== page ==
Posted on October 8, 2009
At Mindport many visitors ask what new exhibits we have planned, or why we don’t get new exhibits more often. We are also often asked where we get our ideas, or “how did you think of that exhibit,” and related questions.
The process by which exhibits show up on Mindport’s display room floor is a complex one, not by intention but because the process just evolved that way. “As it happened,” in other words.
Before discussing these matters, I’ll remind you that most of the hands-on exhibits at Mindport are accompanied by a notebook. On the front you’ll find instructions for the exhibit, and inside more information about it, often with much detail about how the exhibit was made and why.
Generally, we choose to build a particular exhibit because it interests whichever one of us builds it. We assume that if an idea interests us, it will interest visitors, which is an assumption that has proved valid in most cases. If the exhibit only interests a minority of visitors, we still tend to view it as successful, because we don’t believe that the interests of the majority should necessarily triumph over the interests of the few. Something for everyone, including us, is our motto.
The exhibits we either try to improve or completely eliminate, are those that visitors avoid because they’re too confusing or complex, or ones which are more trouble to maintain than they’re worth. Sometimes exhibits go away because we’re bored with them and something else interesting has turned up as a replacement. As time has passed, we’ve paid an increasing amount of attention to making exhibits both robust and relatively easy to maintain. Maintenance is one of our least enjoyable tasks, which is why we request that guests treat exhibits gently and with respect. It leaves us more time to build new things.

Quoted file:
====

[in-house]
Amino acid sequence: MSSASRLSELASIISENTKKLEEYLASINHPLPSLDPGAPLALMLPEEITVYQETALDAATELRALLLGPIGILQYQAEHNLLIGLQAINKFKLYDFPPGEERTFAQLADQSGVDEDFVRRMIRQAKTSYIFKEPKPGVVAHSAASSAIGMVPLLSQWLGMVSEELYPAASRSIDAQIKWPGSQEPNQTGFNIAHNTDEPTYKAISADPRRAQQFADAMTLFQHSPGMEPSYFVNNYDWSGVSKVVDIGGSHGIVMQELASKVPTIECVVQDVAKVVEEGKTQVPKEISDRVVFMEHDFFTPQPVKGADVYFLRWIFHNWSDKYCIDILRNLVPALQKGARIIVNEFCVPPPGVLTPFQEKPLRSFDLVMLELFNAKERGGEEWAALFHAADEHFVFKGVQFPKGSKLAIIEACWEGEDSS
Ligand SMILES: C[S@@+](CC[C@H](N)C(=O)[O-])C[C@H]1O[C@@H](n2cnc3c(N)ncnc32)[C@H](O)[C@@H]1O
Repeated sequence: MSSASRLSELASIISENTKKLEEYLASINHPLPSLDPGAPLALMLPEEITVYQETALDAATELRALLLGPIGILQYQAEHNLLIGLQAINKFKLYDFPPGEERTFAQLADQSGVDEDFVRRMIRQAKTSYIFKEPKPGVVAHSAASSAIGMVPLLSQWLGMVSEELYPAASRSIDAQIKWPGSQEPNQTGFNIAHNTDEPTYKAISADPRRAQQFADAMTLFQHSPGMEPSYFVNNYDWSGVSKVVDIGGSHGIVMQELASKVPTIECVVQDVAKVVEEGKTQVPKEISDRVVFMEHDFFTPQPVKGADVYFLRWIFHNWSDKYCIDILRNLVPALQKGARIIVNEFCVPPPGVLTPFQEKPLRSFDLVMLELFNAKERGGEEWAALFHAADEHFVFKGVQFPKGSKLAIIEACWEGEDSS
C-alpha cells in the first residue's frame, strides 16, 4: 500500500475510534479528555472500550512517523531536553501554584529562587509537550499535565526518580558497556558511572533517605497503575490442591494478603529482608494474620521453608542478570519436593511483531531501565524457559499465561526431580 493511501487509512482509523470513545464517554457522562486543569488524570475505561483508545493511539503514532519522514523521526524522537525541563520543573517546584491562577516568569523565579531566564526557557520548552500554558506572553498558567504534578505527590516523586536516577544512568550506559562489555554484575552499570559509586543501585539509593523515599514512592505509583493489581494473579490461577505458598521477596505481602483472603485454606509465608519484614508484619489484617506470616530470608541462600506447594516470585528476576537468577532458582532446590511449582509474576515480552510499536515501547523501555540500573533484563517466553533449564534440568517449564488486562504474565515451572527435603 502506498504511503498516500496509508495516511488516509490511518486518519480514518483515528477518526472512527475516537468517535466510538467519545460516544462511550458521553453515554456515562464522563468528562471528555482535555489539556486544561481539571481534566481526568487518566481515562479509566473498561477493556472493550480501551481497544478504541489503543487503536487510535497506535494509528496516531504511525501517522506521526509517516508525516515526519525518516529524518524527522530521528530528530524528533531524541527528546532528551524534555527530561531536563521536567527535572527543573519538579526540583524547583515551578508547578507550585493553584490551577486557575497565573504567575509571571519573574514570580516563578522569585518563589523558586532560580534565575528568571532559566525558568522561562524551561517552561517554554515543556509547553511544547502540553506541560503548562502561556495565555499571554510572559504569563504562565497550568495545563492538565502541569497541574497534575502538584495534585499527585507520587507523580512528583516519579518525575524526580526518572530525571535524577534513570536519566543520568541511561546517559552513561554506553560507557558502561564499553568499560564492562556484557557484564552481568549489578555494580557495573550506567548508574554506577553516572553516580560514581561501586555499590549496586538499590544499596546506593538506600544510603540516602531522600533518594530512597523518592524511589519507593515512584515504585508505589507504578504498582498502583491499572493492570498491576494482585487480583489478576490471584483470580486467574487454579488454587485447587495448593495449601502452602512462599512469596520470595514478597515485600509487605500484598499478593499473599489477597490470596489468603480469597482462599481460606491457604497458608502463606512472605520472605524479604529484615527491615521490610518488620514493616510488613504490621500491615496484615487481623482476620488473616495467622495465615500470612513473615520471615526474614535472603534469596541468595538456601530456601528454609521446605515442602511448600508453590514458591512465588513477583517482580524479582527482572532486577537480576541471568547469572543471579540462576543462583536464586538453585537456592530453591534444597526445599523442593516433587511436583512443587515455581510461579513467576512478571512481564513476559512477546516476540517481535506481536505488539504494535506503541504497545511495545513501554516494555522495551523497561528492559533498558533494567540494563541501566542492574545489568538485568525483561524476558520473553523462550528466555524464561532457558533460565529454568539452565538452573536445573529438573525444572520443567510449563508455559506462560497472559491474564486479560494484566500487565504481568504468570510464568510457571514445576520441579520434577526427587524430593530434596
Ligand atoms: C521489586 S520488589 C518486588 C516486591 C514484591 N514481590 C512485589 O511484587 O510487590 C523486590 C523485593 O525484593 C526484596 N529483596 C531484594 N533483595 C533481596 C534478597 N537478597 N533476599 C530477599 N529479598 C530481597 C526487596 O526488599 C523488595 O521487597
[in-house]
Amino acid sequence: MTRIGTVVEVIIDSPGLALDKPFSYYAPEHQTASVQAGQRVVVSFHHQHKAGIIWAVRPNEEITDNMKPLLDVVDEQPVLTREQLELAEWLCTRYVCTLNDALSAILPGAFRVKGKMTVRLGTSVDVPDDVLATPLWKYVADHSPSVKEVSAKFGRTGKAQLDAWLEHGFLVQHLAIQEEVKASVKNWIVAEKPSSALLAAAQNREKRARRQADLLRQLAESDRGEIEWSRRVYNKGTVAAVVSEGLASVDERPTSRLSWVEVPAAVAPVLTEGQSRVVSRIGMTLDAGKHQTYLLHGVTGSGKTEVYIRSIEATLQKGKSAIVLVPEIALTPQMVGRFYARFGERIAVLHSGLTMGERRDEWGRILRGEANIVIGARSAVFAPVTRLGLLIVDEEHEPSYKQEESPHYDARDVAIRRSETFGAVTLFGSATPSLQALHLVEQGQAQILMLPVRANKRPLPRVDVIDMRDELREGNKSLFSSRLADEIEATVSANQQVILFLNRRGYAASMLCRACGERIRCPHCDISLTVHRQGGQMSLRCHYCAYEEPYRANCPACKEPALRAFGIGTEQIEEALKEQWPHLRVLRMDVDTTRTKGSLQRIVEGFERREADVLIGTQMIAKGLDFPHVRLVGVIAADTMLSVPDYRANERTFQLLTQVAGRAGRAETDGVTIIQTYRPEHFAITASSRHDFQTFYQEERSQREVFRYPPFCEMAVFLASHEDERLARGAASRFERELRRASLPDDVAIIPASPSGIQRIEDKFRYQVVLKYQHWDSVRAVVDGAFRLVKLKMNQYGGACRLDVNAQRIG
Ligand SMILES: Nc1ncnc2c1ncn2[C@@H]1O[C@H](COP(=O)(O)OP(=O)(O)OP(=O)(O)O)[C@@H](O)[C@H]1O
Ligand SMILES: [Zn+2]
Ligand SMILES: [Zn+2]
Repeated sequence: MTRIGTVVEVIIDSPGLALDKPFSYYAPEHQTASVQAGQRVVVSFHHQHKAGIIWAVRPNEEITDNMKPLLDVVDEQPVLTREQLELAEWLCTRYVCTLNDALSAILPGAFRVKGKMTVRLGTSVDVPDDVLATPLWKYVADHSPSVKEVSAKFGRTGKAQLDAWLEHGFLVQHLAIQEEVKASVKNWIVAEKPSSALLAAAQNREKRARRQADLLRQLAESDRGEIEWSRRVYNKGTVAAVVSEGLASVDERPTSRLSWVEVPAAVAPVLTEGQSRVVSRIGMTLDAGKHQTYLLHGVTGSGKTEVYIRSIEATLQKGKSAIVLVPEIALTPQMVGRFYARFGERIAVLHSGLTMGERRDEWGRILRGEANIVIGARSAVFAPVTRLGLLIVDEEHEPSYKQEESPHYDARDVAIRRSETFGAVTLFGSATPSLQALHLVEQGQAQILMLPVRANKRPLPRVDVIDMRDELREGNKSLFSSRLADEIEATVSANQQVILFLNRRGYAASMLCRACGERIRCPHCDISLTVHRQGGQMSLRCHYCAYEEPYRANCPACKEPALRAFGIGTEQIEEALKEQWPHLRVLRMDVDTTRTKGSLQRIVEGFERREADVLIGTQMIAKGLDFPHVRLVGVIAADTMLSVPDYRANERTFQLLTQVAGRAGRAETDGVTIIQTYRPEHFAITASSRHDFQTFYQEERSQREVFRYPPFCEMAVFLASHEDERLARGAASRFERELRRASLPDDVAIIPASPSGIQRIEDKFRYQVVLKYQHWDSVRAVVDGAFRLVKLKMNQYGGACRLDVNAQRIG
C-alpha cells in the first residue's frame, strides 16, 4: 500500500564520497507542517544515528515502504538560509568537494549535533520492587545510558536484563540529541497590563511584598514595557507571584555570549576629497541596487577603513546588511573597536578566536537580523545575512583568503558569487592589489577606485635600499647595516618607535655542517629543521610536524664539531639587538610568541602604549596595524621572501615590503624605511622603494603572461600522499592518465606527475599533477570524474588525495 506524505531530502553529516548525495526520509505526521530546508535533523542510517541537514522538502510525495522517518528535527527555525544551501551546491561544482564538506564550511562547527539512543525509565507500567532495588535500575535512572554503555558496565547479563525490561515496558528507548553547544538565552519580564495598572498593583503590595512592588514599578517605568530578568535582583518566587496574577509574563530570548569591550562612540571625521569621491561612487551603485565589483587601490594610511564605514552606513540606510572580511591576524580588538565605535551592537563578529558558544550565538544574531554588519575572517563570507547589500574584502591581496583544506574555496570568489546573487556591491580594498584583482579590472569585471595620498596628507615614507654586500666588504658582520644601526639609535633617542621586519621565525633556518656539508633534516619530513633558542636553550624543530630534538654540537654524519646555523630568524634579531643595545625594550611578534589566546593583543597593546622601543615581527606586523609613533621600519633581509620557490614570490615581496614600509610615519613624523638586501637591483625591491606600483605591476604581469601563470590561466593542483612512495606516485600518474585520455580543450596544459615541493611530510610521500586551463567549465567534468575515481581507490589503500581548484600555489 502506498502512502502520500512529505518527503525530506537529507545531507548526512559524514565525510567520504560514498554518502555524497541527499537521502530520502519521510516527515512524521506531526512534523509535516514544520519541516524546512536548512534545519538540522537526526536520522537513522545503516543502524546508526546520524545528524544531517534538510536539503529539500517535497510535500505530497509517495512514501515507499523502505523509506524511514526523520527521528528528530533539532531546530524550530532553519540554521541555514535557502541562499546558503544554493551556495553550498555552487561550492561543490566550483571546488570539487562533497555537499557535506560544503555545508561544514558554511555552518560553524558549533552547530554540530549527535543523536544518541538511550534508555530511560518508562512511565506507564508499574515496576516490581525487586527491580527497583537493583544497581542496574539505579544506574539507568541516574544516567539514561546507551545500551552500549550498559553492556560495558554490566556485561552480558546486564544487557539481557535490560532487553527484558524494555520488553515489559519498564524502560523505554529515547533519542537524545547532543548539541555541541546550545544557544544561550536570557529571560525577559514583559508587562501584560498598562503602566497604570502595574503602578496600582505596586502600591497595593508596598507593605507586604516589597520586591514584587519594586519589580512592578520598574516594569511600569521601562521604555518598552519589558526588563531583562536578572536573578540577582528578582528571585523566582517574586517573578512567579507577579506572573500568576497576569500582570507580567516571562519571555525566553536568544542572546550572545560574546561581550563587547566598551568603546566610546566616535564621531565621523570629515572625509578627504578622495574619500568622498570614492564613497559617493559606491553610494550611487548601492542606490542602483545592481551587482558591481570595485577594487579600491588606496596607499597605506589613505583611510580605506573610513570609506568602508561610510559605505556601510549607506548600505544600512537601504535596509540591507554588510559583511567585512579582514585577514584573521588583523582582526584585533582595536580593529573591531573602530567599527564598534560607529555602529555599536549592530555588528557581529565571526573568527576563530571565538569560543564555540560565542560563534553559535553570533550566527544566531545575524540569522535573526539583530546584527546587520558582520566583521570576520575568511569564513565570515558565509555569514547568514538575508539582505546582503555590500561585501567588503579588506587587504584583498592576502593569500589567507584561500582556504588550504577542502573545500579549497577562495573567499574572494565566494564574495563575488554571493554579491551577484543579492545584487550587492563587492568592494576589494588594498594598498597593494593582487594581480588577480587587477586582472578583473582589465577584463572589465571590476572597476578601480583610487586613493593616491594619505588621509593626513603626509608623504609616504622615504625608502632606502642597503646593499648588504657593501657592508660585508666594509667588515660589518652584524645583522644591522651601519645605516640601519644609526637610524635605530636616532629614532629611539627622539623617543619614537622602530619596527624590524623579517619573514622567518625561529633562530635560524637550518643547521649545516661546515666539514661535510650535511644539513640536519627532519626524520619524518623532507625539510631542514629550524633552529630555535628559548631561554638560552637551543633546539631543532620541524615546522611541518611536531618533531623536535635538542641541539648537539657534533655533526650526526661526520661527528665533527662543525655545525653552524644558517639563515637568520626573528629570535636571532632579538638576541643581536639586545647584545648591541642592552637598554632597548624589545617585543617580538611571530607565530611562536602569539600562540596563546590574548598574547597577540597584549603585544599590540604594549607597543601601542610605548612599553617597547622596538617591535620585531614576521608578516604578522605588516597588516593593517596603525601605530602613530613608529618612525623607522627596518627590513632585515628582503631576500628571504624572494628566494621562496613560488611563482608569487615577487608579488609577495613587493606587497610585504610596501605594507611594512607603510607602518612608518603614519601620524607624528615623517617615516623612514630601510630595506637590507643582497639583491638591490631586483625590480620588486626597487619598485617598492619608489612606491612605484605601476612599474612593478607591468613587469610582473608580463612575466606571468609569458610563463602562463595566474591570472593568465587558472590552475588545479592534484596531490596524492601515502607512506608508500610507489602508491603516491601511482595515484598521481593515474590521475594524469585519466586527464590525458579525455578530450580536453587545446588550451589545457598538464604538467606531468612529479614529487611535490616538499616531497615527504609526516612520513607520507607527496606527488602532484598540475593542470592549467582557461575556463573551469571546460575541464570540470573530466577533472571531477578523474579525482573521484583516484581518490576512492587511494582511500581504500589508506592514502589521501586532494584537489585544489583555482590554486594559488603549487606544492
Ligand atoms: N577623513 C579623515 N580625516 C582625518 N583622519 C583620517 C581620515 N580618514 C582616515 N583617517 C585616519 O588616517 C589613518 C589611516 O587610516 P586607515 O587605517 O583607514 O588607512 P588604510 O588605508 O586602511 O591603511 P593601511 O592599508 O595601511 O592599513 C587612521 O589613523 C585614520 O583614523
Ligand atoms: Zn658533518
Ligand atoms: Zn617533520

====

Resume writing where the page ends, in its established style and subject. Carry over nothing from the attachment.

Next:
Ideas for exhibits crop up everywhere. Sometimes an idea that starts out as a joke at one of our meetings ends up, with modification, becoming an exhibit. One exhibit, Sonoluce, with the whirling musical lights, was inspired by a hand-held toy brought back by one of our staff members from a trip to San Francisco. Some exhibits, such as the Tornado, are our own version of well-known exhibits at other museums.
With a few exceptions, we build most of our exhibits rather than buy them; they’re often a product of much thought and experimentation. . . and, since our staff is very small, we don’t turn out new major exhibits at a great rate. None of us builds exhibits exclusively, because we have many other tasks to attend, which rarely leaves us undivided time for new construction. With this slow turnaround in mind, we put much thought into creating exhibits that visitors will find interesting enough to return to repeatedly. The “creek” is one example. Visitors young and old find the creek highly alluring, which isn’t surprising, since I myself, the designer/builder of this exhibit, never grew tired of playing in creeks as a youngster, and still like playing in creeks, rivers, and Puget Sound as an oldster.
For every exhibit that finally makes it to Mindport’s display floor, two or three are usually abandoned before they’re finished or even halfway started. Usually, after some experimentation or trial, they turned out to be uninteresting, impractical, or they seemed like they might prove too difficult to maintain. Some exhibits we abandon because we feel they might not be safe. The shelves in my shop at home, where I build exhibits, are full of bits and pieces of exhibits that haven’t happened yet, or are left from others that didn’t work as expected, or fell to others of the perils just mentioned. They may later be incorporated into other exhibits later on.
Often, an exhibit that started out to be one thing turns into something else. Marbellous, for example, was assembled from disparate parts that I hadn’t fully decided what to do with. The main “pump” with the rotating wheels was built as a module to see how and if it would work. The marble course on the right side, I built as a second module to explore mechanical “flip-flop” gates, and as an experiment in generating interesting sounds with falling marbles. The marble course on the left was built pretty much “off the cuff,” as a spontaneous creation. The whole works took about 15 months to build. It includes some electronic logic designed to unstick hung marbles in the main pump, and another circuit to detect marbles that fly off the labyrinth above and end up in the “basement,” visible through a circular window at the bottom of the piece.
Perhaps this will give you more insight into the exhibit-building process at Mindport. As you can see, there’s no set process or routine. Serendipity takes its course, and we’re happy with that. It makes life and our exhibits more interesting for us and for our visitors.